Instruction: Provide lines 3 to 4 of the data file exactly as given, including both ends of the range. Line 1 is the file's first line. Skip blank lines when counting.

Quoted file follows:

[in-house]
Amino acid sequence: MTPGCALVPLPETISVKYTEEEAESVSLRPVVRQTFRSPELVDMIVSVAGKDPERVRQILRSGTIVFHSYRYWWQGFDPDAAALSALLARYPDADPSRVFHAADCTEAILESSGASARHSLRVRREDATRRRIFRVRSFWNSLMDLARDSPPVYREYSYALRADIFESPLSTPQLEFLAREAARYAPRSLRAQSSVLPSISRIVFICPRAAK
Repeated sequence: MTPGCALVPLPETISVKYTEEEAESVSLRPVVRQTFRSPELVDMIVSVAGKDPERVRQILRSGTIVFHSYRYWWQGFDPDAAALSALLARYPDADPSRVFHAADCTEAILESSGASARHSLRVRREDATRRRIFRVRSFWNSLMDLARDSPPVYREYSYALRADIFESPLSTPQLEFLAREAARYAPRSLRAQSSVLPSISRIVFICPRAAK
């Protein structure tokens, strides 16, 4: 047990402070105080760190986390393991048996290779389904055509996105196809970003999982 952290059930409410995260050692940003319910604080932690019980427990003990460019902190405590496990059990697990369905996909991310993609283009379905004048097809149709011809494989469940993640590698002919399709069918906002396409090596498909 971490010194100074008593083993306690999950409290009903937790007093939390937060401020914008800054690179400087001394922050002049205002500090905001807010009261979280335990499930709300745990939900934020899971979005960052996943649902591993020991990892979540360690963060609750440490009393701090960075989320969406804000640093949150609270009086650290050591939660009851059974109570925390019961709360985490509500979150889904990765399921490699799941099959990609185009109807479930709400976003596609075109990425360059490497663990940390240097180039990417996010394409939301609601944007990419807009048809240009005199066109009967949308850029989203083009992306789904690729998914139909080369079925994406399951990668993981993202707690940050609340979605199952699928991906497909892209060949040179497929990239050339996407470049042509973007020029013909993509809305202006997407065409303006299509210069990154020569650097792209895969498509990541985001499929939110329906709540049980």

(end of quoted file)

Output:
Repeated sequence: MTPGCALVPLPETISVKYTEEEAESVSLRPVVRQTFRSPELVDMIVSVAGKDPERVRQILRSGTIVFHSYRYWWQGFDPDAAALSALLARYPDADPSRVFHAADCTEAILESSGASARHSLRVRREDATRRRIFRVRSFWNSLMDLARDSPPVYREYSYALRADIFESPLSTPQLEFLAREAARYAPRSLRAQSSVLPSISRIVFICPRAAK
């Protein structure tokens, strides 16, 4: 047990402070105080760190986390393991048996290779389904055509996105196809970003999982 952290059930409410995260050692940003319910604080932690019980427990003990460019902190405590496990059990697990369905996909991310993609283009379905004048097809149709011809494989469940993640590698002919399709069918906002396409090596498909 971490010194100074008593083993306690999950409290009903937790007093939390937060401020914008800054690179400087001394922050002049205002500090905001807010009261979280335990499930709300745990939900934020899971979005960052996943649902591993020991990892979540360690963060609750440490009393701090960075989320969406804000640093949150609270009086650290050591939660009851059974109570925390019961709360985490509500979150889904990765399921490699799941099959990609185009109807479930709400976003596609075109990425360059490497663990940390240097180039990417996010394409939301609601944007990419807009048809240009005199066109009967949308850029989203083009992306789904690729998914139909080369079925994406399951990668993981993202707690940050609340979605199952699928991906497909892209060949040179497929990239050339996407470049042509973007020029013909993509809305202006997407065409303006299509210069990154020569650097792209895969498509990541985001499929939110329906709540049980």